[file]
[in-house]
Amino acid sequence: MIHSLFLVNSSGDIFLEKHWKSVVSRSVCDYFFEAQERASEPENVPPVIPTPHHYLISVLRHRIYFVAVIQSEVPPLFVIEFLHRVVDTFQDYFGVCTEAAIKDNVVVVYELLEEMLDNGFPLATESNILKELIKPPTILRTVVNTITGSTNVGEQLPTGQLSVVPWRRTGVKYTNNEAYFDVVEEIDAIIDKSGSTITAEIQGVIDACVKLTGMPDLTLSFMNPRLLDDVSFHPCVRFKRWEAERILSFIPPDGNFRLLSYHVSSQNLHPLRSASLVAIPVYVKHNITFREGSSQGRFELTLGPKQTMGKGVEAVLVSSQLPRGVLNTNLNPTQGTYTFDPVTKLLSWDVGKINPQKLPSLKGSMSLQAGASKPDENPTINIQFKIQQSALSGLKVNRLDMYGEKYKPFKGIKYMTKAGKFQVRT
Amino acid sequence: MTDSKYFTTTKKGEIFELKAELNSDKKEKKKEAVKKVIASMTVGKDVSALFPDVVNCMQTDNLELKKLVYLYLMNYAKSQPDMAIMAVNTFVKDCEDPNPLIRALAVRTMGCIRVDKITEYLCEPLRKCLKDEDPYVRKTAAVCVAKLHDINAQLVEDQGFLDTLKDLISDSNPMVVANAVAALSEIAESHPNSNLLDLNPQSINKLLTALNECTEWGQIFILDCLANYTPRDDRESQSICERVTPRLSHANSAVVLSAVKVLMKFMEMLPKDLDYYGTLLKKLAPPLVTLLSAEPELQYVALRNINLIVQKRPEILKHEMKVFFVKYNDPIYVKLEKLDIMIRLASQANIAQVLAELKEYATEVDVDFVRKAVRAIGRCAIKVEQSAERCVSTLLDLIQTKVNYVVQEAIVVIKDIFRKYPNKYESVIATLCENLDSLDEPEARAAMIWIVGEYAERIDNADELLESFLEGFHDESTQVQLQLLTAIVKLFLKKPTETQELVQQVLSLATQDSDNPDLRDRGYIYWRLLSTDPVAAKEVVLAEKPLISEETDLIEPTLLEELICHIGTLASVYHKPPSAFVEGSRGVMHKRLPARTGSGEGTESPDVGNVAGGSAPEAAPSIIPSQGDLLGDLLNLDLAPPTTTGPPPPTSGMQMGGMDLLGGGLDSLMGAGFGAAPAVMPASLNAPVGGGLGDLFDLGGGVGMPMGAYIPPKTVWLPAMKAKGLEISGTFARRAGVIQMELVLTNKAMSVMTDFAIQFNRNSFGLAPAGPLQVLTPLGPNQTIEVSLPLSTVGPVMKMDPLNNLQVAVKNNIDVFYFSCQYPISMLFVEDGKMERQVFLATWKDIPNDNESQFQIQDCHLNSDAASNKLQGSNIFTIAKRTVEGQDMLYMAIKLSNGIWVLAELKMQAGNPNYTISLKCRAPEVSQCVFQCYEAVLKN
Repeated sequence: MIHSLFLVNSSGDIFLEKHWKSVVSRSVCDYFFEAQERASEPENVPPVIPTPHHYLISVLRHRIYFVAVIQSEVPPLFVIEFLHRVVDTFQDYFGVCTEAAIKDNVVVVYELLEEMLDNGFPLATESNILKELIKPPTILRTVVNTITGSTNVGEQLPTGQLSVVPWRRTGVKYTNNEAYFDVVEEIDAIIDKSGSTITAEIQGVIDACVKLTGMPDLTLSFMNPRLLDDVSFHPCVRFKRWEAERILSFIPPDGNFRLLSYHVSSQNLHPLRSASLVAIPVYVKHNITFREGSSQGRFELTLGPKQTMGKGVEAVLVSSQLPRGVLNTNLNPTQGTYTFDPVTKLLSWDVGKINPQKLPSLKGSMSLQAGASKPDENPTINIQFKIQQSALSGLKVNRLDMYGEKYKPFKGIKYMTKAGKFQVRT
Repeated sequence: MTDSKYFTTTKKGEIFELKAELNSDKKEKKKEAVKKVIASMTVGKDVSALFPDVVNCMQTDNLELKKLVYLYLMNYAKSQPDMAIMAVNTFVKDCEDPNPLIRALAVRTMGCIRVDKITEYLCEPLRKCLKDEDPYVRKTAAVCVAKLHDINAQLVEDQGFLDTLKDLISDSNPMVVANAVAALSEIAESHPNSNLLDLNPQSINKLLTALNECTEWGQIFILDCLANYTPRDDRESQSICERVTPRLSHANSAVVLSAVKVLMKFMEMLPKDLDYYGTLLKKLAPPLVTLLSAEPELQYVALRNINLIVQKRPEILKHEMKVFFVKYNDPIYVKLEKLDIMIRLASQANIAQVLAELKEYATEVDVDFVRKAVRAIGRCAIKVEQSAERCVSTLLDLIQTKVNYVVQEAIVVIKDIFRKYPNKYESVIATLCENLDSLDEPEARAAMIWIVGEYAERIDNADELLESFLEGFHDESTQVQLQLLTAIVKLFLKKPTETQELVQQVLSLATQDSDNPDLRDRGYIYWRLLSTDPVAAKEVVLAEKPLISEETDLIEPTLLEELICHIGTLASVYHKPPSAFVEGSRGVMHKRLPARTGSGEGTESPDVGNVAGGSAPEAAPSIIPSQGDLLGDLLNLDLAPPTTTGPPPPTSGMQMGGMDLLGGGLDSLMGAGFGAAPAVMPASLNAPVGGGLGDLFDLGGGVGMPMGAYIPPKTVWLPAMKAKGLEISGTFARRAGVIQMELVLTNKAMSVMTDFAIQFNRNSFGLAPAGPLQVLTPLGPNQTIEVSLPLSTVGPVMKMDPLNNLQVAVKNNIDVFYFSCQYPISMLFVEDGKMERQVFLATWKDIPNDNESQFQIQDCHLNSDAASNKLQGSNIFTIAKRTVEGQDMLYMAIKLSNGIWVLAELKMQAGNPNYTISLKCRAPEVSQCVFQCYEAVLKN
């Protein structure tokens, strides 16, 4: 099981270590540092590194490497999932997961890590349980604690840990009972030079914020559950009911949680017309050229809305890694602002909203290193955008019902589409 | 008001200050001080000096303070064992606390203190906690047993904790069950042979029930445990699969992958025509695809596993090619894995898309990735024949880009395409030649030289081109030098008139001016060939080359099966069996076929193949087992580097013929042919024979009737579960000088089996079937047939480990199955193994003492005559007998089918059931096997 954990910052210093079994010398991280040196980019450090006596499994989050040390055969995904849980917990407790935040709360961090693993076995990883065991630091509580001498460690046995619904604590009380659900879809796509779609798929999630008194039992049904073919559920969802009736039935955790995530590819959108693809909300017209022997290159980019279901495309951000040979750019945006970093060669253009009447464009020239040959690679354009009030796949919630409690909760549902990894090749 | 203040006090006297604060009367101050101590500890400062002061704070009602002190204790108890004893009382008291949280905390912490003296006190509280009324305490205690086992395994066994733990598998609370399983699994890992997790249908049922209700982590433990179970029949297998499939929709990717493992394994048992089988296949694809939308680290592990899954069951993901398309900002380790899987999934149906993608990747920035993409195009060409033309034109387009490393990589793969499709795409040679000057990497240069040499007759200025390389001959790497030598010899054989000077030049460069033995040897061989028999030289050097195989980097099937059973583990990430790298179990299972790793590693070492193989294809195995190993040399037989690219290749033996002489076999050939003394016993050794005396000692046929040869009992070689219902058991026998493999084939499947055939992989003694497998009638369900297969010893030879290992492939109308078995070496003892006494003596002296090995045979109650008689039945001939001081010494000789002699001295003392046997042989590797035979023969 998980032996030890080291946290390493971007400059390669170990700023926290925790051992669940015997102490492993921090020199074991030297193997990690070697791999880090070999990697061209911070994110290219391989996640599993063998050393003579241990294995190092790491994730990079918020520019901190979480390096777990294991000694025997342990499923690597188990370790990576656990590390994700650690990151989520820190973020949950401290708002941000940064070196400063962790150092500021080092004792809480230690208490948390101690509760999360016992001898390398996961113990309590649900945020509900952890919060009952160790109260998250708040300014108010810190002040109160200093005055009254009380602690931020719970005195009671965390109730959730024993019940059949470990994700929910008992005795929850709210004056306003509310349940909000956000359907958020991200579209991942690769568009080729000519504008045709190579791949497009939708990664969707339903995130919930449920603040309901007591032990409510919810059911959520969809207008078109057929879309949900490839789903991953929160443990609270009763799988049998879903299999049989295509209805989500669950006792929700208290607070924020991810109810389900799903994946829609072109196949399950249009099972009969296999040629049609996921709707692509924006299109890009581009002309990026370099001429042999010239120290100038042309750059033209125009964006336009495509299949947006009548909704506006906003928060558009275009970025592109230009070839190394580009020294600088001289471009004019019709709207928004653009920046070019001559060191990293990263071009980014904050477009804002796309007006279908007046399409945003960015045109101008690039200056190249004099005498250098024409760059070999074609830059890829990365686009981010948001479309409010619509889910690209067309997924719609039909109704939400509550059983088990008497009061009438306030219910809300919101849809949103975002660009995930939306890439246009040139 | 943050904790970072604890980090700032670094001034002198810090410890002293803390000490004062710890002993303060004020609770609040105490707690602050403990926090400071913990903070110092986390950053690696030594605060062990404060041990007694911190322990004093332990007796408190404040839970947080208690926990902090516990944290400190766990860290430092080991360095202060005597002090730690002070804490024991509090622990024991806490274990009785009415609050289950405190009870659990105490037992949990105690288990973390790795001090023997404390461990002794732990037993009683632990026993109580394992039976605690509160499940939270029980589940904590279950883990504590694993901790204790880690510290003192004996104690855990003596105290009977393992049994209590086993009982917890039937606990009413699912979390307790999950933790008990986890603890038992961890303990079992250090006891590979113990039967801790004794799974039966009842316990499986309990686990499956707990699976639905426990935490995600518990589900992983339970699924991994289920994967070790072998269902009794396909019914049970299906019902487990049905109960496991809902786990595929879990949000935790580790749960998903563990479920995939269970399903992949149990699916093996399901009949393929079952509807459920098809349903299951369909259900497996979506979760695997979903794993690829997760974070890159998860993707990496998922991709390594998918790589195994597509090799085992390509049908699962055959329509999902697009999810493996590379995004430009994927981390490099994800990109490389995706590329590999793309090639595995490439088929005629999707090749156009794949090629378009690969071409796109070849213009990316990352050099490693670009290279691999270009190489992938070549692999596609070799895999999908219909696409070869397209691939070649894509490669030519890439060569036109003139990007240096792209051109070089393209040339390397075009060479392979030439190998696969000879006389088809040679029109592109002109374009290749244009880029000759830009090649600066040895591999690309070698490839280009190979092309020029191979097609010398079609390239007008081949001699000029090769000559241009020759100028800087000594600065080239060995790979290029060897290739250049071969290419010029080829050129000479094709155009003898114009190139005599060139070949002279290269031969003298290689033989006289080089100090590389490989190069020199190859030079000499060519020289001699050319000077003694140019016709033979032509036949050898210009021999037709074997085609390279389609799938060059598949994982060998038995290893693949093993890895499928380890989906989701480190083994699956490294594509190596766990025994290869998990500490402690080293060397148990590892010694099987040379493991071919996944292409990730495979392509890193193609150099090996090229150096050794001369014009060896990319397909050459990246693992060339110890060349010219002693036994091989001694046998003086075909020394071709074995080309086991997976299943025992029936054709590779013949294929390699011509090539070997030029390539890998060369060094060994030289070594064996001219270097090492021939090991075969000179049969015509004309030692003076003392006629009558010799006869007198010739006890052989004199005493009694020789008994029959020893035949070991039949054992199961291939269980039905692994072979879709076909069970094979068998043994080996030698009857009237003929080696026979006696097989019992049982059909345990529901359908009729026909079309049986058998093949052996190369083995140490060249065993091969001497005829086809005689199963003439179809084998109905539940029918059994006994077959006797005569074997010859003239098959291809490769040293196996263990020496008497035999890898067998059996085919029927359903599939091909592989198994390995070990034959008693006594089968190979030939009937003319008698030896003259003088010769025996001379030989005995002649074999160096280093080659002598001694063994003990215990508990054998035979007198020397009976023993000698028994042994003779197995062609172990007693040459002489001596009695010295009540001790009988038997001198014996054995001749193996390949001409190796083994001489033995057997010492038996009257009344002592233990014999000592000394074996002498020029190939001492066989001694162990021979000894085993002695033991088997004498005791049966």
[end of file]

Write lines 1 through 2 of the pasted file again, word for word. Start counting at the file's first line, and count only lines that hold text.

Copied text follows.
[in-house]
Amino acid sequence: MIHSLFLVNSSGDIFLEKHWKSVVSRSVCDYFFEAQERASEPENVPPVIPTPHHYLISVLRHRIYFVAVIQSEVPPLFVIEFLHRVVDTFQDYFGVCTEAAIKDNVVVVYELLEEMLDNGFPLATESNILKELIKPPTILRTVVNTITGSTNVGEQLPTGQLSVVPWRRTGVKYTNNEAYFDVVEEIDAIIDKSGSTITAEIQGVIDACVKLTGMPDLTLSFMNPRLLDDVSFHPCVRFKRWEAERILSFIPPDGNFRLLSYHVSSQNLHPLRSASLVAIPVYVKHNITFREGSSQGRFELTLGPKQTMGKGVEAVLVSSQLPRGVLNTNLNPTQGTYTFDPVTKLLSWDVGKINPQKLPSLKGSMSLQAGASKPDENPTINIQFKIQQSALSGLKVNRLDMYGEKYKPFKGIKYMTKAGKFQVRT